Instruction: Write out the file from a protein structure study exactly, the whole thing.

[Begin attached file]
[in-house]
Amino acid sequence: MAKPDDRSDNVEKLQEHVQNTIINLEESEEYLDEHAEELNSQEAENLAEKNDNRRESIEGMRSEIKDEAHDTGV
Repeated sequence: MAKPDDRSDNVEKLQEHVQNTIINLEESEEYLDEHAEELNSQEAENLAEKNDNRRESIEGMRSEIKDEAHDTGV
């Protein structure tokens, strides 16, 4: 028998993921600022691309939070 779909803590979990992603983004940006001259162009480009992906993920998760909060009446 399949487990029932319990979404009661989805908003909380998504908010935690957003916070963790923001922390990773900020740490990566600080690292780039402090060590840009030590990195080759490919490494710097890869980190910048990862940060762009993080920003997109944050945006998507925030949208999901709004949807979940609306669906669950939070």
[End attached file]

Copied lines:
[in-house]
Amino acid sequence: MAKPDDRSDNVEKLQEHVQNTIINLEESEEYLDEHAEELNSQEAENLAEKNDNRRESIEGMRSEIKDEAHDTGV
Repeated sequence: MAKPDDRSDNVEKLQEHVQNTIINLEESEEYLDEHAEELNSQEAENLAEKNDNRRESIEGMRSEIKDEAHDTGV
């Protein structure tokens, strides 16, 4: 028998993921600022691309939070 779909803590979990992603983004940006001259162009480009992906993920998760909060009446 399949487990029932319990979404009661989805908003909380998504908010935690957003916070963790923001922390990773900020740490990566600080690292780039402090060590840009030590990195080759490919490494710097890869980190910048990862940060762009993080920003997109944050945006998507925030949208999901709004949807979940609306669906669950939070």